When I was a child, I saw an episode of the Batman cartoon in which Bruce Wayne was trapped in a dream created by a machine made by the Mad Hatter. In this episode, Bruce discovers that he is dreaming because he can’t read. He claims that dreaming and reading are functions of opposite hemispheres of the brain, so it’s impossible to read in a dream. I always remembered that episode because I knew it was completely bogus the first time I saw it. I remembered reading in dreams. I knew it was possible. This was just another example of script writers who don’t do proper research.
I was just reminded of this episode when I awoke from a strange dream of my own. In this dream, I was part of some sort of competition. I think it was some sort of church activity and each of the wards were competing against each other. I believe it was an academic competition. There were several parts to it, and each ward had to select just one member to do each part. In one of the parts, we were asked to write a eulogy for a dead dog. Whoever wrote the best one would win. For some reason, I was selected to do this part. I was given biographical information, including a newspaper article that was written about him while he was still alive. There was something famous about this dog, but I don’t remember what. Part of it was his advanced age. He was 19 when he died. As I was working on this eulogy, I wanted to figure out how old he was in dog-years. There was a blackboard in the room they gave us to work, and so I wrote 19 × 7. For some reason, I couldn’t do the math. It didn’t make any sense. I screwed it up, so scratched it out, and started calculating again. I still couldn’t do it. I erased it with my hand, and wrote it again. This old man from one of the other wards was walking by the room, and saw my difficulty. He came in and tried to help. He pointed to what I was doing wrong, but he couldn’t figure it out either!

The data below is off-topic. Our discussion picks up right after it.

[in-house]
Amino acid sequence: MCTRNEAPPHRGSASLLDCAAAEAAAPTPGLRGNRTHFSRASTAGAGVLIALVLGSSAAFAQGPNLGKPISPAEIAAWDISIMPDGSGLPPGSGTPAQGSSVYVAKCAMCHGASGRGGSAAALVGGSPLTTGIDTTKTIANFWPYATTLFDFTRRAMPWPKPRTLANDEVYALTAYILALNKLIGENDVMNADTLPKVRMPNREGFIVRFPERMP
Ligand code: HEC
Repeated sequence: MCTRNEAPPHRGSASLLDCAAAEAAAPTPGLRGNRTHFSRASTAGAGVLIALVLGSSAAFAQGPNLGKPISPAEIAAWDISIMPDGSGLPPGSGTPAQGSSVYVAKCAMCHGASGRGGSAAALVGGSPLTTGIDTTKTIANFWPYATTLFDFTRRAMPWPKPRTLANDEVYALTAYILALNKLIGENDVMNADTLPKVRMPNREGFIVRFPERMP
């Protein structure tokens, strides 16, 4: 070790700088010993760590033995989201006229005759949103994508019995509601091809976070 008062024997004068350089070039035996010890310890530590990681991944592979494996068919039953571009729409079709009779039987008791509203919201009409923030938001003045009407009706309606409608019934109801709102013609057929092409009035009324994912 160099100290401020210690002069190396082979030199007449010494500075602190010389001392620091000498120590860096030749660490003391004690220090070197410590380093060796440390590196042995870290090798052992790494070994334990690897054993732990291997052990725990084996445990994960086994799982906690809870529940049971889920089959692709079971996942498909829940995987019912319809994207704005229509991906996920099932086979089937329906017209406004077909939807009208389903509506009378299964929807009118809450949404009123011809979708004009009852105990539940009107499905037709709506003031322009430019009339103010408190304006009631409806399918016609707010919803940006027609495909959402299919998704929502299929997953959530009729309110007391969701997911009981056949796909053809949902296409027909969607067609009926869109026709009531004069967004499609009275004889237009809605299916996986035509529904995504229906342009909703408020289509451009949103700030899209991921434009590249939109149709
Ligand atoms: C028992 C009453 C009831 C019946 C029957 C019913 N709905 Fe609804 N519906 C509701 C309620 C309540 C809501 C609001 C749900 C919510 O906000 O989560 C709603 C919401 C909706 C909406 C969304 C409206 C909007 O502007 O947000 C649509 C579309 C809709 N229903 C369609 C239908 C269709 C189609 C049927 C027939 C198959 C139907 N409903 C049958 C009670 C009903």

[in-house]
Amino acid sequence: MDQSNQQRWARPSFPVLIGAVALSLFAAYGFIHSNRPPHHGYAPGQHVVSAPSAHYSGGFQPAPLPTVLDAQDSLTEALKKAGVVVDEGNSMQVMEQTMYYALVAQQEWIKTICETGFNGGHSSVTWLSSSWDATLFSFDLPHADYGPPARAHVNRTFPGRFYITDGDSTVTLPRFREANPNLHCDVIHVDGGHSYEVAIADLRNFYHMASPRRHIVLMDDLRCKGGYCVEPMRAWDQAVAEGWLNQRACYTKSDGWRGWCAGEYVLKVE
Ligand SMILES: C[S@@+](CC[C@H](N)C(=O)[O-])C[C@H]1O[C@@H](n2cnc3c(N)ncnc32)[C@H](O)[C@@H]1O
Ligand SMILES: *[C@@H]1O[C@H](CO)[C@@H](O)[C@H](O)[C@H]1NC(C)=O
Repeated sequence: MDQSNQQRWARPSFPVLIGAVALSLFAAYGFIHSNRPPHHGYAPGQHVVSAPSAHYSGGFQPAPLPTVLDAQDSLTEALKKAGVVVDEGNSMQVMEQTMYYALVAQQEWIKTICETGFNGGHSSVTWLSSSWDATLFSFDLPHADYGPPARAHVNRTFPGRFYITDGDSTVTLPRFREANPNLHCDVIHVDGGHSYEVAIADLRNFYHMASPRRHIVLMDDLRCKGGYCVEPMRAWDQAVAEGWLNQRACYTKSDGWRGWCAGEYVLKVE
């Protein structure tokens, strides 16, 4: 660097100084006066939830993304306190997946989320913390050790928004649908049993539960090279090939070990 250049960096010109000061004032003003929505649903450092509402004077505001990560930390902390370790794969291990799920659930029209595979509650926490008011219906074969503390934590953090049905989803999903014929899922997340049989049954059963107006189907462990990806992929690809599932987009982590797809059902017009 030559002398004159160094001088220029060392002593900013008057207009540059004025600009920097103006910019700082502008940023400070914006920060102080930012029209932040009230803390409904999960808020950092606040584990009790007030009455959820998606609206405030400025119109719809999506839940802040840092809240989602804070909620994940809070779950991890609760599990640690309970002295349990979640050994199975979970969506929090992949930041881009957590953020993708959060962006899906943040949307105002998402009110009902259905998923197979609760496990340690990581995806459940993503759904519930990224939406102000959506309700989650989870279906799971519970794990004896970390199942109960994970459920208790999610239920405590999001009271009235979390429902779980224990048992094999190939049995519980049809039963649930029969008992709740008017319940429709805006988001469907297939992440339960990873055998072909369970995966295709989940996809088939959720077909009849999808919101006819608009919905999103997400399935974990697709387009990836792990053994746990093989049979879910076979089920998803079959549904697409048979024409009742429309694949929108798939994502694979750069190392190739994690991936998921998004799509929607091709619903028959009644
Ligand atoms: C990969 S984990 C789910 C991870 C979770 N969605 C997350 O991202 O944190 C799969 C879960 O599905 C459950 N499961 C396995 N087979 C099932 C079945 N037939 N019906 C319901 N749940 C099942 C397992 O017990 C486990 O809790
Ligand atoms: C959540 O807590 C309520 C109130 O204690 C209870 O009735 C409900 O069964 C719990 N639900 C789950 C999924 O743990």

Then I woke up. This inability to do elementary school mathematics forced me out of my sleep. As soon as I was awake, I did the math in my head, and learned it was 133. Just to make sure I wasn’t crazy, I checked it with a calculator. Of course it was right, it’s a simple calculation, but I couldn’t do it in my sleep! It made me think of poor Bruce being unable to read a book. Though unlike Bruce, who couldn’t even make out the letters, I could clearly see and understand what the numbers were (I wrote them), I just couldn’t do anything with them. It was nearly the most frustrating experience of my life.